Sunday, October 12, 2014

Beis Din - Authority comes from being agents of Israeli beis din which had semicha - how does that work?

Tur (Choshen Mishpat 1): Today, when there is no ordination, all the judges are unqualified according to the Torah, as it is written, “before them,” [Exodus 21:1] meaning before ’elohim, as written in the pericope, which is to say ordained [judges], and we interpret that to mean “before them and not before laymen,” and we ourselves are laymen [in that sense]. Therefore there are no judges with authority from the Torah except if they act as the agents [of the ordained judges of Palestine].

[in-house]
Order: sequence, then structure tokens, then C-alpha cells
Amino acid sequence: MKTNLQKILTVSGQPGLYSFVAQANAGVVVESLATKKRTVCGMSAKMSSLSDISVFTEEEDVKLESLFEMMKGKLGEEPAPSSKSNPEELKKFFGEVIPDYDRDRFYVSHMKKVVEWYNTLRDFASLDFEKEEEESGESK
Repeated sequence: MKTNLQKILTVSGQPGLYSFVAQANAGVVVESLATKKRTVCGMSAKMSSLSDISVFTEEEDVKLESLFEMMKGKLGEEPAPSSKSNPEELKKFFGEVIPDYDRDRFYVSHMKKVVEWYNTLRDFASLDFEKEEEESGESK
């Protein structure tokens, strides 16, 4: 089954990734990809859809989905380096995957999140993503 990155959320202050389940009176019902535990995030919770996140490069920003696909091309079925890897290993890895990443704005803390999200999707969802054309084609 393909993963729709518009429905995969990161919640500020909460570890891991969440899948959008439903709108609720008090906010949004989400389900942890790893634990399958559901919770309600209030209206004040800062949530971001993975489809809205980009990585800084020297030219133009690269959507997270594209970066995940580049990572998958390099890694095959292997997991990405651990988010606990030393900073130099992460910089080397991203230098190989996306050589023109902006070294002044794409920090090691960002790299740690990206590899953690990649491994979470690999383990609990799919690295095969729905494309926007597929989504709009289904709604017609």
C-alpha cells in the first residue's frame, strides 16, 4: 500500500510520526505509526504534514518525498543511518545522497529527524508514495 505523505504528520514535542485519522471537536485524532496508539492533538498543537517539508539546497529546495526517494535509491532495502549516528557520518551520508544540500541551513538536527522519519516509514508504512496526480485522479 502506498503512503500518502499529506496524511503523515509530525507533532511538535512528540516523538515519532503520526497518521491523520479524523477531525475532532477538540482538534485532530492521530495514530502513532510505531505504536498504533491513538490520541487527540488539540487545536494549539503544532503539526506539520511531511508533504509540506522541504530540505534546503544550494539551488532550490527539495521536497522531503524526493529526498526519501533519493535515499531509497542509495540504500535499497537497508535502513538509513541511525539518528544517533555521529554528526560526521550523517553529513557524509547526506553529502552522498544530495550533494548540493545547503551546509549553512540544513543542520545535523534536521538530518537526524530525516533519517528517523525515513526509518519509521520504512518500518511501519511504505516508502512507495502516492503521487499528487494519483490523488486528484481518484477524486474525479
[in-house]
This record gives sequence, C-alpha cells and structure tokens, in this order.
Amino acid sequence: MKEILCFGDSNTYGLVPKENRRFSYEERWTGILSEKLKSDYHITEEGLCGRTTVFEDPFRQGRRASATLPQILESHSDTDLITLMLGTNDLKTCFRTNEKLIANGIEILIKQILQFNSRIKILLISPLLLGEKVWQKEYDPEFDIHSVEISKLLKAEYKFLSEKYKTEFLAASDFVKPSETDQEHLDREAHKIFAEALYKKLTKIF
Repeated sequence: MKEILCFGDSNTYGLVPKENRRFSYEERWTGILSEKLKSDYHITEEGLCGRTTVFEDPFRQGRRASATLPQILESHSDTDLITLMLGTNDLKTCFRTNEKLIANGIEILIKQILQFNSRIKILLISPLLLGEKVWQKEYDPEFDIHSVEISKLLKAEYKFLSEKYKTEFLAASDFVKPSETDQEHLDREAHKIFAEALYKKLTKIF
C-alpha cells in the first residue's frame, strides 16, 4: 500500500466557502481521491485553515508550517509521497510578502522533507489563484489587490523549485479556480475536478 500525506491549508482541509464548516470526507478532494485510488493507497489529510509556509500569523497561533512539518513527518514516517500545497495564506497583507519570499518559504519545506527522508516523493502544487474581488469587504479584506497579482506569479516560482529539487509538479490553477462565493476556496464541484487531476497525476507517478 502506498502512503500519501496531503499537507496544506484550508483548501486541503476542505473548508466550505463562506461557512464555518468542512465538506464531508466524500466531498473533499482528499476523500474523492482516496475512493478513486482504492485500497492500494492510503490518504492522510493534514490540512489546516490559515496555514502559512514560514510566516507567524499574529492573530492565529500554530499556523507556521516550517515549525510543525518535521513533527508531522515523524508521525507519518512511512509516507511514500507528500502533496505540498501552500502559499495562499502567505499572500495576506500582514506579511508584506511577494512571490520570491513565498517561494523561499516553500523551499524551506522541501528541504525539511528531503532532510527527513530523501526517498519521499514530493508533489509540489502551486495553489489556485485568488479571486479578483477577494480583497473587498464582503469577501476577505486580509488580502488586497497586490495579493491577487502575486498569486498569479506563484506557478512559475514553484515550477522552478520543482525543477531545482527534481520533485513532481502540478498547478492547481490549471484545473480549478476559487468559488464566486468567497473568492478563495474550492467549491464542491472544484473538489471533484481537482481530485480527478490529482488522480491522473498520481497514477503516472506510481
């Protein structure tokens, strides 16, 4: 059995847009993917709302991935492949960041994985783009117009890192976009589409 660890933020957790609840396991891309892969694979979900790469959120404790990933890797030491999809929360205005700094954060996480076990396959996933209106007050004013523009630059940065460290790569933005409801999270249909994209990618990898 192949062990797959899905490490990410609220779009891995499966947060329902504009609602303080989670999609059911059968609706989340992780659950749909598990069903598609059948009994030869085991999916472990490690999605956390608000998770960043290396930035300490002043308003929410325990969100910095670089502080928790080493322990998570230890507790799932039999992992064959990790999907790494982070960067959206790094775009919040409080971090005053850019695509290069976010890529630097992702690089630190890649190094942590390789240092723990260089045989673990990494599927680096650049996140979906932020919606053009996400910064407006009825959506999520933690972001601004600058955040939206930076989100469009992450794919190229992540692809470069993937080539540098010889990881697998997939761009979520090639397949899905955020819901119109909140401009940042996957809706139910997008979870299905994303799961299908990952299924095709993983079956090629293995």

Prof Radzyner has a very interesting article on the authority of the contemporary beis din [click link]
Abstract: A sugya just a few lines long in the Babylonian Talmud, Gittin 88b, had enormous influence on the development of Jewish law in the area of the authority to pass judgment given to rabbinical courts in our day. According to the simple, commonly accepted understanding of this sugya, the Tannaim ruled that the Torah forbade men who had not received ordination to act as judges, and as a result, the judges in Babylonia were permitted to adjudicate, of necessity, only as agents of the judges of Palestine we act as their agents). The article reexamines these positions. The first part suggests two new ways to understand the essence of the agency of which R. Joseph spoke in the sugya. The second part of the article reexamines the source of the prohibition, to the extent that it exists, against adjudication by laymen

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